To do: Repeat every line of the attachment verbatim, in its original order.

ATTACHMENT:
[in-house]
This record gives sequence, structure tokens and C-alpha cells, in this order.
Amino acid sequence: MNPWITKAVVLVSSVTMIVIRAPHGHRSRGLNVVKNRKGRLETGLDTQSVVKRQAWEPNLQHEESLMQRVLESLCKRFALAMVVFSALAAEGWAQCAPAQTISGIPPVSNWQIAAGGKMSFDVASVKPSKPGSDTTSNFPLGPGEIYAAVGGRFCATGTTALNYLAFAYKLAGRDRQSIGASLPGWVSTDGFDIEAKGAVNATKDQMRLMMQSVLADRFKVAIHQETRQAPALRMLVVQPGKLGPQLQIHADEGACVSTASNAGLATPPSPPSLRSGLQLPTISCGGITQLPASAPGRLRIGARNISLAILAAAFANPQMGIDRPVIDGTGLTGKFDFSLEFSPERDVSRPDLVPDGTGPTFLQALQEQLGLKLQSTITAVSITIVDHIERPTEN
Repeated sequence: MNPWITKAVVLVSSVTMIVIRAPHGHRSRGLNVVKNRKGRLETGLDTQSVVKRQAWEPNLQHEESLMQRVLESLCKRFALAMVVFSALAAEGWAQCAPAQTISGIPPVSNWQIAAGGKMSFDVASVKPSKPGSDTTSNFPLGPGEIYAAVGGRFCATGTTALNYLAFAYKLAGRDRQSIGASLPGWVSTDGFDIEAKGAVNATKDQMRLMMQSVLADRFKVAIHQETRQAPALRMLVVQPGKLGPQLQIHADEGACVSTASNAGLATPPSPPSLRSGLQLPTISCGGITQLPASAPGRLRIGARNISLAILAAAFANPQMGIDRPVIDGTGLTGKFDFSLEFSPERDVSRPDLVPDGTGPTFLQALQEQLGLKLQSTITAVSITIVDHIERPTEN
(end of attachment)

[in-house]
This record gives sequence, structure tokens and C-alpha cells, in this order.
Amino acid sequence: MNPWITKAVVLVSSVTMIVIRAPHGHRSRGLNVVKNRKGRLETGLDTQSVVKRQAWEPNLQHEESLMQRVLESLCKRFALAMVVFSALAAEGWAQCAPAQTISGIPPVSNWQIAAGGKMSFDVASVKPSKPGSDTTSNFPLGPGEIYAAVGGRFCATGTTALNYLAFAYKLAGRDRQSIGASLPGWVSTDGFDIEAKGAVNATKDQMRLMMQSVLADRFKVAIHQETRQAPALRMLVVQPGKLGPQLQIHADEGACVSTASNAGLATPPSPPSLRSGLQLPTISCGGITQLPASAPGRLRIGARNISLAILAAAFANPQMGIDRPVIDGTGLTGKFDFSLEFSPERDVSRPDLVPDGTGPTFLQALQEQLGLKLQSTITAVSITIVDHIERPTEN
Repeated sequence: MNPWITKAVVLVSSVTMIVIRAPHGHRSRGLNVVKNRKGRLETGLDTQSVVKRQAWEPNLQHEESLMQRVLESLCKRFALAMVVFSALAAEGWAQCAPAQTISGIPPVSNWQIAAGGKMSFDVASVKPSKPGSDTTSNFPLGPGEIYAAVGGRFCATGTTALNYLAFAYKLAGRDRQSIGASLPGWVSTDGFDIEAKGAVNATKDQMRLMMQSVLADRFKVAIHQETRQAPALRMLVVQPGKLGPQLQIHADEGACVSTASNAGLATPPSPPSLRSGLQLPTISCGGITQLPASAPGRLRIGARNISLAILAAAFANPQMGIDRPVIDGTGLTGKFDFSLEFSPERDVSRPDLVPDGTGPTFLQALQEQLGLKLQSTITAVSITIVDHIERPTEN